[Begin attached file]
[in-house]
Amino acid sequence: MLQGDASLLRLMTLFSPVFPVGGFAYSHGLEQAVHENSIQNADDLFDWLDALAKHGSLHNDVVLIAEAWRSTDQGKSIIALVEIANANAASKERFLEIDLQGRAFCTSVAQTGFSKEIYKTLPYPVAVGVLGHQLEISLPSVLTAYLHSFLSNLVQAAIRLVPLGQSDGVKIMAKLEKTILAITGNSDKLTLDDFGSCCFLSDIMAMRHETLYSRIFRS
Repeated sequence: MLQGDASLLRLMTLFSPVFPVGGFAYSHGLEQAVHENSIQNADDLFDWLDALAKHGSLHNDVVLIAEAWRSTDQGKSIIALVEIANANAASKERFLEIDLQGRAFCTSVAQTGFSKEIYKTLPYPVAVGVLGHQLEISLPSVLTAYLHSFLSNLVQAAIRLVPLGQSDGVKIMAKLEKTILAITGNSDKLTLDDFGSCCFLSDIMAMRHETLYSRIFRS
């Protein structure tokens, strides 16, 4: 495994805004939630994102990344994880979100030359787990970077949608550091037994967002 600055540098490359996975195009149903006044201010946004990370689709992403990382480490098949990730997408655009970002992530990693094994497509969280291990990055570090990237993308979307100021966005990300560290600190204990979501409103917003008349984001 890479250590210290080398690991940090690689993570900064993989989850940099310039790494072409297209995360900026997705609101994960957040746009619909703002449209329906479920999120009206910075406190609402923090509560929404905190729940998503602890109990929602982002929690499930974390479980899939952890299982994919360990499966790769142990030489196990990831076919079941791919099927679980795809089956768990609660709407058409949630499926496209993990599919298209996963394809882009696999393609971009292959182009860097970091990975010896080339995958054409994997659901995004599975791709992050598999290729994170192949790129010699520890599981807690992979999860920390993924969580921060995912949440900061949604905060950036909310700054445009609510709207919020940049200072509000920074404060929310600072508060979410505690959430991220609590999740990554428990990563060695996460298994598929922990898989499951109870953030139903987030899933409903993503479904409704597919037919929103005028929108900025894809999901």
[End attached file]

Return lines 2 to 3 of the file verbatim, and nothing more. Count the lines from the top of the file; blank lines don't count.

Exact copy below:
Amino acid sequence: MLQGDASLLRLMTLFSPVFPVGGFAYSHGLEQAVHENSIQNADDLFDWLDALAKHGSLHNDVVLIAEAWRSTDQGKSIIALVEIANANAASKERFLEIDLQGRAFCTSVAQTGFSKEIYKTLPYPVAVGVLGHQLEISLPSVLTAYLHSFLSNLVQAAIRLVPLGQSDGVKIMAKLEKTILAITGNSDKLTLDDFGSCCFLSDIMAMRHETLYSRIFRS
Repeated sequence: MLQGDASLLRLMTLFSPVFPVGGFAYSHGLEQAVHENSIQNADDLFDWLDALAKHGSLHNDVVLIAEAWRSTDQGKSIIALVEIANANAASKERFLEIDLQGRAFCTSVAQTGFSKEIYKTLPYPVAVGVLGHQLEISLPSVLTAYLHSFLSNLVQAAIRLVPLGQSDGVKIMAKLEKTILAITGNSDKLTLDDFGSCCFLSDIMAMRHETLYSRIFRS